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Adlai Stevenson felt called to public service. He believed public servants should serve the public interest.

When it came to public service, Stevenson was both a realist and an optimist. He understood the distrust many Americans had for government. Yet he believed such mistrust made honest, committed public officials even more important. He believed that those who held government offices needed to earn the public's trust, listen to people's needs, and serve with compassion and integrity.

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Final Report to the People of Illinois — Radio Address

Excerpt: "The efficient functioning and integrity of government depend upon attracting to public life honest, competent, loyal men and women. Of all the things I have tried to do nothing is more important than the progress we have made in bringing to and retaining in the state service capable men and women without regard to politics."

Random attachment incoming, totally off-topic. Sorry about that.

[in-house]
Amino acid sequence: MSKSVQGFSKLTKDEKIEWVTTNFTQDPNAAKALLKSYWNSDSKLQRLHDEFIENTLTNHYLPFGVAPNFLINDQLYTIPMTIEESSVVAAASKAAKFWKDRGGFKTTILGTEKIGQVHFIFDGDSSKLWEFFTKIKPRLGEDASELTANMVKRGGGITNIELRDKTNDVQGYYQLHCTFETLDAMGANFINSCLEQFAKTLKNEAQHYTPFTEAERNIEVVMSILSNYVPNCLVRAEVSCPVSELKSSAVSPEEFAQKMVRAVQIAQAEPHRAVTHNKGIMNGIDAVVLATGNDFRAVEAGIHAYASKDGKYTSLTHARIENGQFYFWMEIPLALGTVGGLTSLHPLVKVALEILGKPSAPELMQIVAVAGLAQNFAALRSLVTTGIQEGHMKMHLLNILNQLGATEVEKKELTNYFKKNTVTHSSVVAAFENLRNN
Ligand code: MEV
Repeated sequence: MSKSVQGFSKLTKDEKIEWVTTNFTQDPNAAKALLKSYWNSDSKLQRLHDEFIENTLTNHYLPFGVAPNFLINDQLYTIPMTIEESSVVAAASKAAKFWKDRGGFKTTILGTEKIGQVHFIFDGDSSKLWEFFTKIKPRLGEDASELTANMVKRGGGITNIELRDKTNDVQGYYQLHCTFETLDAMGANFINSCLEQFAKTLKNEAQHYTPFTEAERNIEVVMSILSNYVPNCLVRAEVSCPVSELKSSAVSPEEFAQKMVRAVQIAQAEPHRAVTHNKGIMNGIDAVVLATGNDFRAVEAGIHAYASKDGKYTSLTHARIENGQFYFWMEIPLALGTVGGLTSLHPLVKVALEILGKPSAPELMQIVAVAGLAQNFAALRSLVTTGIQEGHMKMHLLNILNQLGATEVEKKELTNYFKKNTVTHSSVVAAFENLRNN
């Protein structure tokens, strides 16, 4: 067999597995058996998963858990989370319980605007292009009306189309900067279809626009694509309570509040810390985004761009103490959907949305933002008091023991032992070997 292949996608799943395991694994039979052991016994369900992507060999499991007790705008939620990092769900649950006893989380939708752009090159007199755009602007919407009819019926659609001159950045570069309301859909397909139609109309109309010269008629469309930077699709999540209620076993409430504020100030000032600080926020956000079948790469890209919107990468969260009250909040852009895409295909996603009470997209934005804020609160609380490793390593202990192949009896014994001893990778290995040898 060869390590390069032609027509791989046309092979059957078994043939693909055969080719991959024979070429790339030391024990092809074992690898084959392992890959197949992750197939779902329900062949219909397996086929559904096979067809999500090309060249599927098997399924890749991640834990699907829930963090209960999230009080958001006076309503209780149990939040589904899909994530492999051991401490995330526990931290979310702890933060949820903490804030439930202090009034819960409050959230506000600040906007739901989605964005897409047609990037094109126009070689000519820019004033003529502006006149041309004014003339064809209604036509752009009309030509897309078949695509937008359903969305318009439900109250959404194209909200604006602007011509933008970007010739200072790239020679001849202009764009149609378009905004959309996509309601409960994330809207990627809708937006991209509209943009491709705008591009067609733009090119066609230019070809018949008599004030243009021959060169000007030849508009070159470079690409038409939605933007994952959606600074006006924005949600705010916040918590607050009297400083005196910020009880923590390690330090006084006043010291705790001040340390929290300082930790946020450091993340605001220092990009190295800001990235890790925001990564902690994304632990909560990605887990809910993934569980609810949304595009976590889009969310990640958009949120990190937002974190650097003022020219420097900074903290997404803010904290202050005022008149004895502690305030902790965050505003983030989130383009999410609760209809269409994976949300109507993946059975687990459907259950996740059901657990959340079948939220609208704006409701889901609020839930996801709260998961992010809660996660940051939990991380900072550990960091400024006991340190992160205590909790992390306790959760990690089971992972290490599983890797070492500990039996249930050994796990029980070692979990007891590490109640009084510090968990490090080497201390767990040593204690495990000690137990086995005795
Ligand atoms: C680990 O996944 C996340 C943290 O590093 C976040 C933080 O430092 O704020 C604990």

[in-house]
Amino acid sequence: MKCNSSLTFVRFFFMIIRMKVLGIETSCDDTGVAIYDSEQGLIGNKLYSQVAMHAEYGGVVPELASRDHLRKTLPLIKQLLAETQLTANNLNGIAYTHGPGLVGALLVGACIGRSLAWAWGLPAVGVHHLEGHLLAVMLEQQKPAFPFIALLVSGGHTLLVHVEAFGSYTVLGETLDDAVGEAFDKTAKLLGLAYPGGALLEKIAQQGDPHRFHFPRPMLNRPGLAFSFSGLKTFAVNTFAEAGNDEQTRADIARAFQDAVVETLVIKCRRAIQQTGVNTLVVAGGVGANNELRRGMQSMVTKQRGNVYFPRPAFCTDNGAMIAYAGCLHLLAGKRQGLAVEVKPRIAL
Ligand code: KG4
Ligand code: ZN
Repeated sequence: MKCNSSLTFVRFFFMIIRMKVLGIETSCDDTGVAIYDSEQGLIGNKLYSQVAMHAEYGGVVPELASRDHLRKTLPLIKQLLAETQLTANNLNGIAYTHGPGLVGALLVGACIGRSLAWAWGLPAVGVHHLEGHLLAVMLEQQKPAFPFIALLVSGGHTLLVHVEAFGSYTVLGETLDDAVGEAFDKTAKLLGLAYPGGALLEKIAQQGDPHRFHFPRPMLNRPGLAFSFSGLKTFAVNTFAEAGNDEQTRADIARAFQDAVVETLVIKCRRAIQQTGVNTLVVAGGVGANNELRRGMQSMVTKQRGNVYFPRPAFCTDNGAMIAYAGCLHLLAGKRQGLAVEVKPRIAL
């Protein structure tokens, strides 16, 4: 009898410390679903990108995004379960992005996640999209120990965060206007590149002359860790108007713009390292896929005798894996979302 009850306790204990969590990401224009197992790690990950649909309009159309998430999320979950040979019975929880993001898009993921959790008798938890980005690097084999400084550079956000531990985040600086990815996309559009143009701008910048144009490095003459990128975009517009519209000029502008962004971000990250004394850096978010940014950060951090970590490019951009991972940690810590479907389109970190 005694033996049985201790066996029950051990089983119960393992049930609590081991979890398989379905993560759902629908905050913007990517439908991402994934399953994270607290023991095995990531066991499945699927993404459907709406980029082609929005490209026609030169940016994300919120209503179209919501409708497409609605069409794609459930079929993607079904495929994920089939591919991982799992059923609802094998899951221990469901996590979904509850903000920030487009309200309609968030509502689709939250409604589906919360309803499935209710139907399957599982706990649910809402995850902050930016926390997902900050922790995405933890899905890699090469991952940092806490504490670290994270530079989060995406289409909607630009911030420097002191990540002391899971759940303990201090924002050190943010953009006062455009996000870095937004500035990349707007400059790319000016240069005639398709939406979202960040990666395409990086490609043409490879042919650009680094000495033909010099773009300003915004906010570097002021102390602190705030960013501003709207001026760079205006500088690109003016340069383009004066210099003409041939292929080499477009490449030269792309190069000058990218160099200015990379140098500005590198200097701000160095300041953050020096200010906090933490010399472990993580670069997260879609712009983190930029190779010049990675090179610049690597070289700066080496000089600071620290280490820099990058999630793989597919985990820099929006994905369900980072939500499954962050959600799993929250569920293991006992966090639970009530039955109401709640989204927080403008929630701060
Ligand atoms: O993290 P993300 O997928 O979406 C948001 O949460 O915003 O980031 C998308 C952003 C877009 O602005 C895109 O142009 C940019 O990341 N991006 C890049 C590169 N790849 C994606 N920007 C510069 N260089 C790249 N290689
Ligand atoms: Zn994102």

(January 7, 1953)

Background: This radio address was Adlai Stevenson's farewell as Illinois governor. Though popular, Stevenson did not run for reelection, choosing instead to run for president.

During his four years in Springfield, he earned a reputation as a reformer dedicated to cleaning up state government. In this speech, he listed his administration's accomplishments.

Stevenson's belief in the importance of public service is a theme that runs throughout this address. He believed citizens had the responsibility to serve the public good. This could mean running for elective office, joining a local service organization, or supporting a charitable cause."

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